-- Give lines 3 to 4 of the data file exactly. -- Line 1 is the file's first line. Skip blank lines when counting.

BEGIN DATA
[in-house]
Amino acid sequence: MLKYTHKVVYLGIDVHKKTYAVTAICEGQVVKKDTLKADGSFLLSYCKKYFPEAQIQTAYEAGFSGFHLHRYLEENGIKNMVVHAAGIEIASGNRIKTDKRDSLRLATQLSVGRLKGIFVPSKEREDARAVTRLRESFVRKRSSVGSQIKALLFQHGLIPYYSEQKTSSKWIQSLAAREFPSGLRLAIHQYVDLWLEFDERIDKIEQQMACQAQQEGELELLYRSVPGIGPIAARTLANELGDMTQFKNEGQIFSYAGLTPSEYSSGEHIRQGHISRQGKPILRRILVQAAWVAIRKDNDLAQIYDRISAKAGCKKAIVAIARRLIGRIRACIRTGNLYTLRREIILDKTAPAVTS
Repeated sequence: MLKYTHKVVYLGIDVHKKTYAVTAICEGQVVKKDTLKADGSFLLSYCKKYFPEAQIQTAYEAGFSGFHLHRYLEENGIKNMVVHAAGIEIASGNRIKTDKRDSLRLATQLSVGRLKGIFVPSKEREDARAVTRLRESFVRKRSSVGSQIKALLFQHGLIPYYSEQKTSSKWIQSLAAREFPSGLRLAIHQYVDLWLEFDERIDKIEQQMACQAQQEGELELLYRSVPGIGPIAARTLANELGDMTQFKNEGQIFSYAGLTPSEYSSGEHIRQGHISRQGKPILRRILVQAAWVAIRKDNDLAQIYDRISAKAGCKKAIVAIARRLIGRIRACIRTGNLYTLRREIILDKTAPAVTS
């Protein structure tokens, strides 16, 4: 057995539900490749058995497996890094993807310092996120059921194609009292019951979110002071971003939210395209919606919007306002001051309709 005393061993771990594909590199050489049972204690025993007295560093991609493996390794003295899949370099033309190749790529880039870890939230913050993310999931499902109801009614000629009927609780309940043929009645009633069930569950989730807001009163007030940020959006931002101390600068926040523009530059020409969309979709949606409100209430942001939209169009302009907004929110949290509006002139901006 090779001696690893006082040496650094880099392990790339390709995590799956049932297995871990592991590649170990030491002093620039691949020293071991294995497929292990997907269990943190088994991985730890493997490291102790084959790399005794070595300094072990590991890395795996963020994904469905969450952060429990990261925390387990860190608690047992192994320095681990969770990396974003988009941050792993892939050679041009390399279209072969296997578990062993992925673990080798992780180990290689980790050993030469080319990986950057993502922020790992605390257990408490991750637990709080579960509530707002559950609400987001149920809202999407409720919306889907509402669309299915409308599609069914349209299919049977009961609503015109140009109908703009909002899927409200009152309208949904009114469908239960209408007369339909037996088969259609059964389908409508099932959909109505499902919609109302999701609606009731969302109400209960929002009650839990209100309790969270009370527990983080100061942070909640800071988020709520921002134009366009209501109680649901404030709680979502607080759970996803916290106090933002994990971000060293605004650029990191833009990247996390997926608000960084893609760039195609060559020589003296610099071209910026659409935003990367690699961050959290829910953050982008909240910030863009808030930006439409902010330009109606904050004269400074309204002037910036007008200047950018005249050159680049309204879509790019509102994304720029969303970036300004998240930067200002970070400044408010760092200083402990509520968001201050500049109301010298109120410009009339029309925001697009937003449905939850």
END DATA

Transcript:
Repeated sequence: MLKYTHKVVYLGIDVHKKTYAVTAICEGQVVKKDTLKADGSFLLSYCKKYFPEAQIQTAYEAGFSGFHLHRYLEENGIKNMVVHAAGIEIASGNRIKTDKRDSLRLATQLSVGRLKGIFVPSKEREDARAVTRLRESFVRKRSSVGSQIKALLFQHGLIPYYSEQKTSSKWIQSLAAREFPSGLRLAIHQYVDLWLEFDERIDKIEQQMACQAQQEGELELLYRSVPGIGPIAARTLANELGDMTQFKNEGQIFSYAGLTPSEYSSGEHIRQGHISRQGKPILRRILVQAAWVAIRKDNDLAQIYDRISAKAGCKKAIVAIARRLIGRIRACIRTGNLYTLRREIILDKTAPAVTS
């Protein structure tokens, strides 16, 4: 057995539900490749058995497996890094993807310092996120059921194609009292019951979110002071971003939210395209919606919007306002001051309709 005393061993771990594909590199050489049972204690025993007295560093991609493996390794003295899949370099033309190749790529880039870890939230913050993310999931499902109801009614000629009927609780309940043929009645009633069930569950989730807001009163007030940020959006931002101390600068926040523009530059020409969309979709949606409100209430942001939209169009302009907004929110949290509006002139901006 090779001696690893006082040496650094880099392990790339390709995590799956049932297995871990592991590649170990030491002093620039691949020293071991294995497929292990997907269990943190088994991985730890493997490291102790084959790399005794070595300094072990590991890395795996963020994904469905969450952060429990990261925390387990860190608690047992192994320095681990969770990396974003988009941050792993892939050679041009390399279209072969296997578990062993992925673990080798992780180990290689980790050993030469080319990986950057993502922020790992605390257990408490991750637990709080579960509530707002559950609400987001149920809202999407409720919306889907509402669309299915409308599609069914349209299919049977009961609503015109140009109908703009909002899927409200009152309208949904009114469908239960209408007369339909037996088969259609059964389908409508099932959909109505499902919609109302999701609606009731969302109400209960929002009650839990209100309790969270009370527990983080100061942070909640800071988020709520921002134009366009209501109680649901404030709680979502607080759970996803916290106090933002994990971000060293605004650029990191833009990247996390997926608000960084893609760039195609060559020589003296610099071209910026659409935003990367690699961050959290829910953050982008909240910030863009808030930006439409902010330009109606904050004269400074309204002037910036007008200047950018005249050159680049309204879509790019509102994304720029969303970036300004998240930067200002970070400044408010760092200083402990509520968001201050500049109301010298109120410009009339029309925001697009937003449905939850």